Xenoblade Chronicles was the title that relaunched the Japanese RPG genre when, seven years ago, it struggled to have its say in a market that was looking for innovation at all costs or perched on top of the mountain of tradition: the director of Xenogears and XenoSaga had chosen an intermediate approach and, in doing so, had succeeded in a titanic undertaking, squeezing the Wii hardware to the last drop. Two years ago he tried again with Xenoblade Chronicles X on another Nintendo console, Wii U, performing another small technical miracle while experimenting with new gaming philosophies. The extraordinarily controversial Xenoblade Chronicles X demonstrated the versatility of Japanese developer Monolith Soft, representing one of the highest points reached by the unforgettable console with the GamePad. Considering this resume, the excitement surrounding the announcement and anticipation for Xenoblade Chronicles 2 could only be stellar. We want to go straight to the point: Xenoblade Chronicles 2 is a JRPG masterpiece that closes Nintendo's triumphant 2017 with a flourish. And just to be clear, if you haven't played the previous two Xenoblade Chronicles, you can easily start with this one.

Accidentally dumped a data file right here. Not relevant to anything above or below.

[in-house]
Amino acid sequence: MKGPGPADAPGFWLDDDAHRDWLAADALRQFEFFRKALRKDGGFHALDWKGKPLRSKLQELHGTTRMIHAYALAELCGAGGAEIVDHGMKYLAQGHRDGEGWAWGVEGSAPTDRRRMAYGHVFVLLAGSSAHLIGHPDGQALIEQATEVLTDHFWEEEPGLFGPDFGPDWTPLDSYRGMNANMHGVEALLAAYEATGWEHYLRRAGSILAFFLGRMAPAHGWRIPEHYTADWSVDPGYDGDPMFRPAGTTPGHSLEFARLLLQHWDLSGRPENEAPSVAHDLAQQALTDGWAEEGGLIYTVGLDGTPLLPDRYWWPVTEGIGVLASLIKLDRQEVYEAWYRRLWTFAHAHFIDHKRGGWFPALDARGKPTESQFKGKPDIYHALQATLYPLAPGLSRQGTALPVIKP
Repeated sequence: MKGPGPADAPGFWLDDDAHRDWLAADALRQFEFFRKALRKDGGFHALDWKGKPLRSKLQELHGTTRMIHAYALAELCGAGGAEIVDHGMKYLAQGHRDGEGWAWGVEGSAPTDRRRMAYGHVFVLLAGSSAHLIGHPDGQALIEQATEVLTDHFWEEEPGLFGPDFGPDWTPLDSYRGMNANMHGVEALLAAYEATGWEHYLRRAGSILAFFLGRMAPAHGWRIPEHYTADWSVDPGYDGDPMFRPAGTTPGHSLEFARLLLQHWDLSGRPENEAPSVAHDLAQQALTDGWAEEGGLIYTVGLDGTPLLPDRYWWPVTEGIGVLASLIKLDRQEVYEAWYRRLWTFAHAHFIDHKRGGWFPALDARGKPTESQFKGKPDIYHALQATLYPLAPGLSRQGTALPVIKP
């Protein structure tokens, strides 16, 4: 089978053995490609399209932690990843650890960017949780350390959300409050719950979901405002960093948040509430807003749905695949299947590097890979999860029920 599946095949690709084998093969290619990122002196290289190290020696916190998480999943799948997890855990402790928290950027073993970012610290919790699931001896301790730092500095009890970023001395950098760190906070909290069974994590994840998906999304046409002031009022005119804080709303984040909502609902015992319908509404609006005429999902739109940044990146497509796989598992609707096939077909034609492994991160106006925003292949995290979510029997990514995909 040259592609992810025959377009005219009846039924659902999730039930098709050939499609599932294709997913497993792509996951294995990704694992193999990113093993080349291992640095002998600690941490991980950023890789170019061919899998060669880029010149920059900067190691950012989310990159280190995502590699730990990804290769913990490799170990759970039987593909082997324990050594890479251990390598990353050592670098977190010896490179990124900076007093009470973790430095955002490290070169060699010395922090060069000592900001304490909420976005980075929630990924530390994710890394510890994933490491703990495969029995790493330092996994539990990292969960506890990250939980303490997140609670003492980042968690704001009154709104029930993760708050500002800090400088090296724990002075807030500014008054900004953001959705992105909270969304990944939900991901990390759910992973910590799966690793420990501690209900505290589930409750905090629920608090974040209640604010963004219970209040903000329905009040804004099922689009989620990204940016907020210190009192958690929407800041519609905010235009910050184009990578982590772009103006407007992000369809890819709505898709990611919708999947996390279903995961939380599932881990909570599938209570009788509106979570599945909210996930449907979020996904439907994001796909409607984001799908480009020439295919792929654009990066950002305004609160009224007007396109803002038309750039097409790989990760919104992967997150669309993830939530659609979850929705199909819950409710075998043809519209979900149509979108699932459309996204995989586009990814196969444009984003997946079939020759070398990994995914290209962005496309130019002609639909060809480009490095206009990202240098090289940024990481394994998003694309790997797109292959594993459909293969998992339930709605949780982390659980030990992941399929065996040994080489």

The skies of Alrest
We have seen many open world titles in recent years, but sometimes we forget that there is always a "first time" for everyone and that this Xenoblade Chronicles 2, which for many players will be the third Xenoblade, for others it will be the first. The ratings we give to the games are cold numbers that desperately try to translate the sensations we felt playing, which is even more true when facing emotionally demanding titles such as some RPGs and, in particular, those written by the brilliant Tetsuya Takahashi: the director of Xeno is one who goes down hard, a screenwriter who kidnaps the player and doesn't let him go for hours. The first time we went up to the Plains of Gaur in the first Xenoblade Chronicles, looking for revenge after one of the most intense prologues we have ever played in a JRPG, we were left speechless: before our eyes was a majestic, incredible scenario. mostly because it somehow ran on a relatively powerful console like the Wii. It was then that we realized how special Xenoblade Chronicles was.